than the "other"
on our doorstep
and take us--
as crippled
and damaged
as we are
into our hearts
like our birth
givers should have
but never
It is an act
that punishes
and which we know
will never happen.
Which is why
we will
for nothing

Norman Savage
Greenwich Village, 2013


I don't know about
anywhere else, but in Brooklyn
(and later New York City),
when two or more guys
got together
to bullshit--
whether on street corners
or saloons,
in upscale restaurants
or diners,
or jails late
at night
or early in the mornings
--pussy would eventually
be the subject
you got to
and stayed on.
You could begin
with global politics
or local sports,
social utopias
or communism
as opposed
to capitalism,
famine in Africa
or the metaphysics of souls,
sooner or later
the cunt
would have to be discussed
in great detail
and tried to make
would it be about
how a relationship worked
but how and why it didn't.
The talk would sometimes
be personalized,
but most of the time
it was the gossip
about those we knew
(past and present)
who weren't there
with us then.
Most of the anecdotes
were funny, sometimes
hilarious; enough
to make our stomachs ache
and our eyes water.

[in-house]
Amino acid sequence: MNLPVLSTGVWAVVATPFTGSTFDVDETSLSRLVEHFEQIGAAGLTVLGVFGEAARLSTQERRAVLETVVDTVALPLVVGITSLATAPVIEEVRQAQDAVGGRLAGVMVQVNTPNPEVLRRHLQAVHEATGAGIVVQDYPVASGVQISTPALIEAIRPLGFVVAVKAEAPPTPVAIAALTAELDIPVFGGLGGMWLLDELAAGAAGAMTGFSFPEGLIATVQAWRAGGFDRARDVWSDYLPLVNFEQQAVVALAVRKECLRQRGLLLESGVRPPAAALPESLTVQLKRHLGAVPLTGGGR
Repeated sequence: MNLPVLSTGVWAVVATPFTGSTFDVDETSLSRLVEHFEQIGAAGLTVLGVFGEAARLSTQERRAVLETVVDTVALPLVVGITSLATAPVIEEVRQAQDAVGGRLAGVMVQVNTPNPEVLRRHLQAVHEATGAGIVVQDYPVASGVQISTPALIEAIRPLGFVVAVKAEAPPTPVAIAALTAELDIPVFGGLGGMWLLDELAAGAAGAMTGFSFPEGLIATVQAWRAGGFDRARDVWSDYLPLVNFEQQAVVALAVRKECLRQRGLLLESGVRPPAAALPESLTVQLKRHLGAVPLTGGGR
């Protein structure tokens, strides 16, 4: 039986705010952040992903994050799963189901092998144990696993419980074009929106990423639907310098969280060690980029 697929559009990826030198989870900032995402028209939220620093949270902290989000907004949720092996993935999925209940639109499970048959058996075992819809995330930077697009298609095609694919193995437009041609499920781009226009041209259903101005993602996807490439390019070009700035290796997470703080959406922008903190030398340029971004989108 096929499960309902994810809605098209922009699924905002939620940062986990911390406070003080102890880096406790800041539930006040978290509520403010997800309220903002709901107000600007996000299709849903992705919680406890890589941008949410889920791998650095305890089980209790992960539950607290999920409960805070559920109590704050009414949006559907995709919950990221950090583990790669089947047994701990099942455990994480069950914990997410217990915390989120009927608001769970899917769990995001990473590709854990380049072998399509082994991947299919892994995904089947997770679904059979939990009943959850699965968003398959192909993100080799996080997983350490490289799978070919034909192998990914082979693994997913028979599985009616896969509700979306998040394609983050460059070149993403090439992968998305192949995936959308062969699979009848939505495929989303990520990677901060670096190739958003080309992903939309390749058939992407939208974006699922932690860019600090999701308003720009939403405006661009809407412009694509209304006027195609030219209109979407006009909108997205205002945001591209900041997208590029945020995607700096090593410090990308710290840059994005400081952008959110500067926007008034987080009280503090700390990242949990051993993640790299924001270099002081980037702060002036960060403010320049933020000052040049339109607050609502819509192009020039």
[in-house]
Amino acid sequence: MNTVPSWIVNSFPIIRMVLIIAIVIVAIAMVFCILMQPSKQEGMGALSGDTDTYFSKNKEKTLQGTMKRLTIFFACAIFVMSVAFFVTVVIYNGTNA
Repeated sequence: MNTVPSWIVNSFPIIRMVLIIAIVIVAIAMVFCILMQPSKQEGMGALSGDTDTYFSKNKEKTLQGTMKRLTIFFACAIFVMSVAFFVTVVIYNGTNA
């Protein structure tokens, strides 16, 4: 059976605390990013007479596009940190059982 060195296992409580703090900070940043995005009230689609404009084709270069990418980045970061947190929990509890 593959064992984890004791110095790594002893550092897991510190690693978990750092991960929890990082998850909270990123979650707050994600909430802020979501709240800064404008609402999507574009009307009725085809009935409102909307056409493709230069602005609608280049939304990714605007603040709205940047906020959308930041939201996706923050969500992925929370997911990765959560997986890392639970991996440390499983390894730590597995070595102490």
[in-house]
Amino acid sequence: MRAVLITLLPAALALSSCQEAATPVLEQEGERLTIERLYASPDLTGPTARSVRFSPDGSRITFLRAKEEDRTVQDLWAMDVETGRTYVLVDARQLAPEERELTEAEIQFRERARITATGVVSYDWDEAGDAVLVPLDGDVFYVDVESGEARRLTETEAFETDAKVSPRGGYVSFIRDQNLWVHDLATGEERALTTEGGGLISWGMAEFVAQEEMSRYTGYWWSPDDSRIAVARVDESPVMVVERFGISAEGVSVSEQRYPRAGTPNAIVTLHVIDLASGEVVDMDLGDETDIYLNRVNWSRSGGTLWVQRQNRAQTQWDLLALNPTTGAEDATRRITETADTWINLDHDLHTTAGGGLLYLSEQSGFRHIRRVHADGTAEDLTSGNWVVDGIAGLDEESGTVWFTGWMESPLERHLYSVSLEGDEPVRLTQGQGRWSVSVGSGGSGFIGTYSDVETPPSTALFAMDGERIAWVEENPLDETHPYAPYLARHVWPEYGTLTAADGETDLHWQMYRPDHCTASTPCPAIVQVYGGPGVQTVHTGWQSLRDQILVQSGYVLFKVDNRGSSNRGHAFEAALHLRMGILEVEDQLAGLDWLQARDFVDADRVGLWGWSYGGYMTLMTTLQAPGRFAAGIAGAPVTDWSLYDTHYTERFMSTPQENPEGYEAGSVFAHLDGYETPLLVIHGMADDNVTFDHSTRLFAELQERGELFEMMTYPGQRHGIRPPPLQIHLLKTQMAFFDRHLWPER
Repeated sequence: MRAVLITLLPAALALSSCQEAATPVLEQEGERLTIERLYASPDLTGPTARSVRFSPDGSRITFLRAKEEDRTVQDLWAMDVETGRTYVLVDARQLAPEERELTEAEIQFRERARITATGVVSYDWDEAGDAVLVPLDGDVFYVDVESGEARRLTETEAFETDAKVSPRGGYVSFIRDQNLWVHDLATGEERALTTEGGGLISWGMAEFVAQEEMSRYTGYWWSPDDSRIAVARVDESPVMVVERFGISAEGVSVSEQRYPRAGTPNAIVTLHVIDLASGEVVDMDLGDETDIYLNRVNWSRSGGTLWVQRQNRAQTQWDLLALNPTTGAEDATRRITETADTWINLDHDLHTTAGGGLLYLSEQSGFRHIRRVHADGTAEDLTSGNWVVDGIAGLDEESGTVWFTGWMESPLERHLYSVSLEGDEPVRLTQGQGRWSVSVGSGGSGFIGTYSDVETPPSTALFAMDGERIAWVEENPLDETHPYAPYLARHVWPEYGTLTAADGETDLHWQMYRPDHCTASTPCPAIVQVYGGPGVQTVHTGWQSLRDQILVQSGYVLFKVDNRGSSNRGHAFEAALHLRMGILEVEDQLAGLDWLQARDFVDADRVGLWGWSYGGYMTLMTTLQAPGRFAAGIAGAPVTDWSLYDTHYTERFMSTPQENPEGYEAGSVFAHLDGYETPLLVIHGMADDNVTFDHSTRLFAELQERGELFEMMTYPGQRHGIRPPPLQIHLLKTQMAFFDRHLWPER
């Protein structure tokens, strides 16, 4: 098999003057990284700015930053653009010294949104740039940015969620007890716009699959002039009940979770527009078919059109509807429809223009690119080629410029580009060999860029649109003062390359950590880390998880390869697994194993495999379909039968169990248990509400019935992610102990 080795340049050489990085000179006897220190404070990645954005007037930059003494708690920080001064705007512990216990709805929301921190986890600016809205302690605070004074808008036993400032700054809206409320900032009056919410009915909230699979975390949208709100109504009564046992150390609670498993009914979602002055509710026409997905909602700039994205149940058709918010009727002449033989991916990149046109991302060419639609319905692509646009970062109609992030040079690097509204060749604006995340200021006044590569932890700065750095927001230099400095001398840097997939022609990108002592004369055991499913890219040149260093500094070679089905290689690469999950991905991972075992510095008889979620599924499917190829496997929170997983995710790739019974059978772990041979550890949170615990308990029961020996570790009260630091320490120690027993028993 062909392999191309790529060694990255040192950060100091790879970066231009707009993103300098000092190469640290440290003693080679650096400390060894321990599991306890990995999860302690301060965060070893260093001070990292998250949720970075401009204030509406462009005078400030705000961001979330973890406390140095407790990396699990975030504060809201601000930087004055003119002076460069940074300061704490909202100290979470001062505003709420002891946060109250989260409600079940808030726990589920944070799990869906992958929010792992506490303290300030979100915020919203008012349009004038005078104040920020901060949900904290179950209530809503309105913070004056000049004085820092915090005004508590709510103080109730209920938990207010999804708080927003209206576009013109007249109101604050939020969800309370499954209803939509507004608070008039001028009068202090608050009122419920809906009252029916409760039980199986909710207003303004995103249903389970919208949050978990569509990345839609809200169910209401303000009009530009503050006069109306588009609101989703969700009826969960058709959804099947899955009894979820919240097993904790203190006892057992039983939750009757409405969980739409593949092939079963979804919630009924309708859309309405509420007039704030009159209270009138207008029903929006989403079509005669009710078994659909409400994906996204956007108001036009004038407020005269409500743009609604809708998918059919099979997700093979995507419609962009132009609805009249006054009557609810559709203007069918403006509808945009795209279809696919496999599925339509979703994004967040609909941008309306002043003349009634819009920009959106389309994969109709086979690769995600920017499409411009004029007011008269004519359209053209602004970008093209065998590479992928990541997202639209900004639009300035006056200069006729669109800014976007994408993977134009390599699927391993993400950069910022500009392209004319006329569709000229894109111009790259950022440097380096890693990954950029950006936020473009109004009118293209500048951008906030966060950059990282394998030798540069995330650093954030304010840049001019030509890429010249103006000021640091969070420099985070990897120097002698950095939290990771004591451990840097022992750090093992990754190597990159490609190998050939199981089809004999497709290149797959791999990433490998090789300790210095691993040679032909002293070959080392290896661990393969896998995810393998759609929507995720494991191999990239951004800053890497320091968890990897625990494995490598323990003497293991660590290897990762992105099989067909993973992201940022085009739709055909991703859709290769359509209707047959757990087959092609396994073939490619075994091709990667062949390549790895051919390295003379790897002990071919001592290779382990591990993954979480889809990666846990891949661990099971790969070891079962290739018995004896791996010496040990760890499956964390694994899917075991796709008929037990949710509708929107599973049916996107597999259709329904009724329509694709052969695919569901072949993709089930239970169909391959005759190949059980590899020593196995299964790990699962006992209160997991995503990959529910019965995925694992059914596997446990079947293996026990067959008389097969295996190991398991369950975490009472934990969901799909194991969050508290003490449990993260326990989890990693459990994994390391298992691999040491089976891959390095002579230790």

But sometimes they were
"Fatal Attraction"
"Play Misty For Me" tales.
We always let the teller
tell--the better the teller
the better the tale--
only interrupting with a
"what happened next, c'mon
tell us,"
like children being read to,
like we couldn't wait
to turn a page.
When it was finished
we glanced at
whoever else was there
until someone said,
"you know dontcha
never go out with anyone
who's crazier than you?
But since
I was usually the one
either telling the tale
or reciting the admonition
I never believed
it would apply
to me.

Until it did.

I had one like that once
and I would have gladly
given her
my money,
but there was none
to give; instead
she bit off
huge chunks
of my soul
and stripped me
of the little dignity
I had.
Ate me up,
spit me out.
Did with me
what she wanted
when she wanted
how she wanted.
The only thing
that saved me
was geography
and selfishness. Hers.
And the only reason
you're reading this
now, is her grace
and limitations.
Of course,
I vowed
I'd never allow that
to happen again,
but I hope I would.
In fact,
I thank her,
and think
we should all thank her,
for that.

Norman Savage
Greenwich Village, 2013

Sunday, September 1, 2013


walks by
and sees me--
an easy mark;
a man
who would mistake
touch for love;
a mouth, a cunt
for invitation.
She sits
in the empty wrought-iron chair
beside me, but not
before asking:
Do you mind?
Feel free, I respond.

Neither of us
have much of a mind
on this hot and humid day
and neither of us
mistake what we have
as freedom.

Let the games begin.

Norman Savage
Greenwich Village, 2013